I’ve recently started working in the basement of our little 1960’s ranch house in the suburbs of Rhode Island. Disappearing underground for hours at a time and working for a company outside of the timezone I live in have both done a real number on my sleep. I needed lots of non-blue light to put me at ease, help me remember it wasn’t nighttime—and generally keep me from going nuts.
I spent an evening looking at lamps to go beside my desk. Finally I found something I liked in the app of a big online retailer. The confluence of Apple Pay being built in to my phone, and an existing login with this retailer, made the purchase fly by. In no time I had an email thanking me for my purchase. I pasted the tracking number into Deliveries, noticed it was one of those shipments that you can only track online, and went about my day.
But then the lamp got lost, or redirected, or otherwise delayed. I finally caved and logged directly into FedEx to see what the issue was. It was there that I discovered that super-fast checkout flow left out one critical detail: it never allowed me to review my address. My lamp was now en route to an address I hadn’t lived at for almost 6 years.
And worst of all I learned that I had somehow chosen this flow, that there was a better and more conventional one hiding in there somewhere. Again and again I was told by customer support that I was “not the first”, and that I should “be careful” when making purchases through their store.
When I tell people that I’m a product designer for a living, I can tell they have a lot of different thoughts in rapid succession; if they’re of a certain age, they ask if they might have ever bought anything I designed. Oh, not that kind of product I tell them.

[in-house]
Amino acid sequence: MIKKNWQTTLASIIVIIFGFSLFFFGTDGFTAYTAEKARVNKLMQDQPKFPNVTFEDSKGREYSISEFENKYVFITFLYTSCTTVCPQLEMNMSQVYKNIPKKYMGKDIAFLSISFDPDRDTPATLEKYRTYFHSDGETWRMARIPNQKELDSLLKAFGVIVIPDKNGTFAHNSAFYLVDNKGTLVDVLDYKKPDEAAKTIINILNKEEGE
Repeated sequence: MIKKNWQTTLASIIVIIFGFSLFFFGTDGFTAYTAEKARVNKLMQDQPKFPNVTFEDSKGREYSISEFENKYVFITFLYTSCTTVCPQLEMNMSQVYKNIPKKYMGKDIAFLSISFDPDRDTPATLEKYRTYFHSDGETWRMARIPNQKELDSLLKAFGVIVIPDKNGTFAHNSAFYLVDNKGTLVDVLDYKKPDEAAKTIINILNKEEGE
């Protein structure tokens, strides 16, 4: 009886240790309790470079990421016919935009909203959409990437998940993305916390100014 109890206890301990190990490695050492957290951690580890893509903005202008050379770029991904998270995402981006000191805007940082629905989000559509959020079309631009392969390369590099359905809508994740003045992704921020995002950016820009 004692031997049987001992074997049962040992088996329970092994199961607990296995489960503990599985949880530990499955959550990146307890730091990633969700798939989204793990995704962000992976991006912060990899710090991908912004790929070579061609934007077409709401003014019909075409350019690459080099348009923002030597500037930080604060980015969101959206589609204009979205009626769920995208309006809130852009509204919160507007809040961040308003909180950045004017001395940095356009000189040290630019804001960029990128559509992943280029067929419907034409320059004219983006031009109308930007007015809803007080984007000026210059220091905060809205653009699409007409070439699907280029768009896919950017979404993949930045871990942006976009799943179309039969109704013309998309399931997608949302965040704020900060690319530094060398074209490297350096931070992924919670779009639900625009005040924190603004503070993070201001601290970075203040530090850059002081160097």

Lately I explain simply that I design things like apps and websites, and that my job is making it easy to do the right thing.
For any kind of designer, this is a primary goal—stated or unstated. As an artist, I might want to communicate meaning or feelings to people. A poster designer wants basically the same thing. As a designer of experiences, we tie lots of small interactions into one harmonic whole that we hope will guide users down the “happy path” to…something. For all the designers there is an empirical “correct” response we’d like from our audience.
Sometimes, the response they’re looking for is that users trip and fall into a hole. You click a headline because it’s salacious. You rush through the checkout because there’s a timer, and when it elapses you lose your “15% off” coupon. So-called “dark patterns” push users to do things that aren’t in their best interests.
And sometimes, patterns are just shitty.
Wanting to make something like a checkout process feel faster is something we’re called to do a lot. Like the middle-manager instructed to find a few million extra dollars somewhere in his budget, we can only eliminate so much free coffee and copier paper before we realize it isn’t working and we have to start firing people.
You start tearing entire screens out of your app. You abbreviate and truncate, and put things in modals and under out of the way buttons. You build a cul de sac with a submit button at the end. It works for a while. Until the chargebacks start, or until packages—big ones like couches, 70 inch TVs—start winding up on entirely different seaboards from their purchasers because the screen you chopped out was the confirm this is where you currently live screen.
More than acumen, or technical know-how, or raw design talent, you will need empathy. This is the entire purpose of user personas. They help you target your designs, sure, but they also give a face and a name to the person you want to help to accidentally do the right thing. And it’s empathy and human compassion that help to ensure that “right thing” is really a right thing.
I never got my lamp. It’s sitting in the lobby of the condo I lived in 6 years ago, the best lesson I ever got in empathetic design made manifest.